Battle for Los Angeles: Rams, Raiders jockey for return to SoCal
Los Angeles is the last remaining domestic jewel of the NFL. Two teams that used to call it home -- Rams and Raiders -- are maneuvering to maybe call SoCal home once again.
There are three NFL teams most closely eyeing Los Angeles. At least one of them will be left without a landing spot in this multi-billion dollar game of musical chairs.
That’s the cruel reality of big-boy NFL economics, and this entire process -- as rambling and meandering as the league’s eventual return to Los Angeles has been -- has suddenly taken on more of a sense of urgency than we’ve seen in quite some time. The Raiders and Rams are de facto franchise free agents following the 2014 season, as they'll be able to pick up and move more or less as they see fit. The Chargers are operating on a lease that has become decreasingly cumbersome to get out of. The financial requirement to leave the stadium formerly known as Jack Murphy are dropping by the year and their ability to exit the stadium will become less and less of a financial drain.
And the stakes are higher than ever. This arms race is on.
A return of the Rams?
If there is someone remotely associated with the NFL and the upper regions of team economics who believes Rams owner Stan Kroenke just happened to buy a parcel of land in a NFL-approved region of downtown L.A. that could most definitely accommodate a stadium, well I’ve yet to encounter them.
This was no quirky coincidence.
Kroenke has the ability to pick up his ball and move where he wants in 2015, and he already has tremendous business and real estate ties to the Southern California area. You might read some stuff about the 60-acre parcel of land Kroenke purchased as being not large enough to accommodate a stadium, but that’s baloney. I’ve talked to people who have the lay of the land out there, and have expertise in this realm, and they are adamant that the size of this parcel, when combined with the available parking spaces nearby, is plenty enough to sustain the infrastructure necessary for a state-of-the-art NFL facility there.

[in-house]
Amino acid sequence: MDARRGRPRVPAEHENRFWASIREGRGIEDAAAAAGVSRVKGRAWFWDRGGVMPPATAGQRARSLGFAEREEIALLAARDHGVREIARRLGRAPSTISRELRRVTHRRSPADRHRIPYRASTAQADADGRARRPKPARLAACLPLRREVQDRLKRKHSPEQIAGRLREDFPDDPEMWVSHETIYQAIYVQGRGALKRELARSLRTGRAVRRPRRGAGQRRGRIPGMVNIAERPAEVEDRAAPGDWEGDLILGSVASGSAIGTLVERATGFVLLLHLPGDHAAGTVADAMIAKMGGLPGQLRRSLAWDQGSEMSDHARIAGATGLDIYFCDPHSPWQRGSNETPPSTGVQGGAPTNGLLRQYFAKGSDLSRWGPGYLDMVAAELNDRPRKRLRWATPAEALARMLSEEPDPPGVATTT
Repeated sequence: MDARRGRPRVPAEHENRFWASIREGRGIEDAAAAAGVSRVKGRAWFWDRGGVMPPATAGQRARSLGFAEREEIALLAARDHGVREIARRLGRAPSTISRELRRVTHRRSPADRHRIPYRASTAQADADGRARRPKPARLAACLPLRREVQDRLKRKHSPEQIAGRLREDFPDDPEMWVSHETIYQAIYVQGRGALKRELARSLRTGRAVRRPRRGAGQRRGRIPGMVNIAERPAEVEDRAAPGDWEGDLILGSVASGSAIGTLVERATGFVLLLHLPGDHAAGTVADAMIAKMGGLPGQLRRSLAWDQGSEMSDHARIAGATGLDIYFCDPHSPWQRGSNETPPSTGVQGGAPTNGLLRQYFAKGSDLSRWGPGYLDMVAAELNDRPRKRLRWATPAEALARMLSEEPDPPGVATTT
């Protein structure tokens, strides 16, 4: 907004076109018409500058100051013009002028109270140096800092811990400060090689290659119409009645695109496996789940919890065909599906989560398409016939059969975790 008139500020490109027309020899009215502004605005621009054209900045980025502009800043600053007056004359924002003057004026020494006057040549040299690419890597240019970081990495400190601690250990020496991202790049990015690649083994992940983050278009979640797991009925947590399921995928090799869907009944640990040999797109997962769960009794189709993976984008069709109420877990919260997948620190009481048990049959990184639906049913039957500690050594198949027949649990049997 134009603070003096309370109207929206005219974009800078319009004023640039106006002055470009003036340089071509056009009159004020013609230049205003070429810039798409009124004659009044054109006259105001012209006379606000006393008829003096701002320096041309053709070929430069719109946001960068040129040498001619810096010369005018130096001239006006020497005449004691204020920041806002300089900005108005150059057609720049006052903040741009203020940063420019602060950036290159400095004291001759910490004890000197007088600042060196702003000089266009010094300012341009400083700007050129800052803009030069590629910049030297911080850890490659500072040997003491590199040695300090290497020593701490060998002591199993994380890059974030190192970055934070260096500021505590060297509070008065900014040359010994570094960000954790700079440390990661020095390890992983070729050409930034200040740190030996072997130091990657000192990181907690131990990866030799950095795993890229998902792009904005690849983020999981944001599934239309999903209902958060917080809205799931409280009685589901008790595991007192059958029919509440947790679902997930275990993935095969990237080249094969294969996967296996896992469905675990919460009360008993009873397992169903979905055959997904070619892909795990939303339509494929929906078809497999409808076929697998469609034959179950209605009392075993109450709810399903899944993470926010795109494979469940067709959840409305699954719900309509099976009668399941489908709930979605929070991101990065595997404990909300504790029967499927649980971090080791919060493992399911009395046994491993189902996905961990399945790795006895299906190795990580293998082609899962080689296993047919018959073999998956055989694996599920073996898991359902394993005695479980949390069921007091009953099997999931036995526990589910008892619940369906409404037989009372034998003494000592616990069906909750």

The biggest drawback to Kroenke’s locale is that it overlaps with established flight plans at LAX Airport, and thus would create some significant issues with blimps flying overhead games there, etc. But in this era of tiny cameras and drones and rapidly evolving technology, I have a hard time seeing an issue like this being an impediment to something all those billionaire NFL owners would very much want to happen for the overall fiscal benefit of the entire league.
When Kroenke made this move a few months back, trust me, it sent ripples around the league and any other club who was quietly eyeing or vying to be the first team to Los Angeles most certainly took notice. The first two teams into L.A., assuming they come in together, are primed to reap massive financial benefits. The market will be theirs, the revenue streams -- through sales and marketing and suites and sponsorships and Hollywood tie-ins and that initial influx of money coming through -- would be astronomical. The team that fails to land there, well, they are probably screwed, particularly if it’s one of the California-based teams left on the outside looking in.
Kroenke, if he had to go back to the Missouri municipalities, would have a much better chance at working out a public/private funding arrangement than any entity would in California, given some of the unique environmental and political hurdles that would have to be overcome there.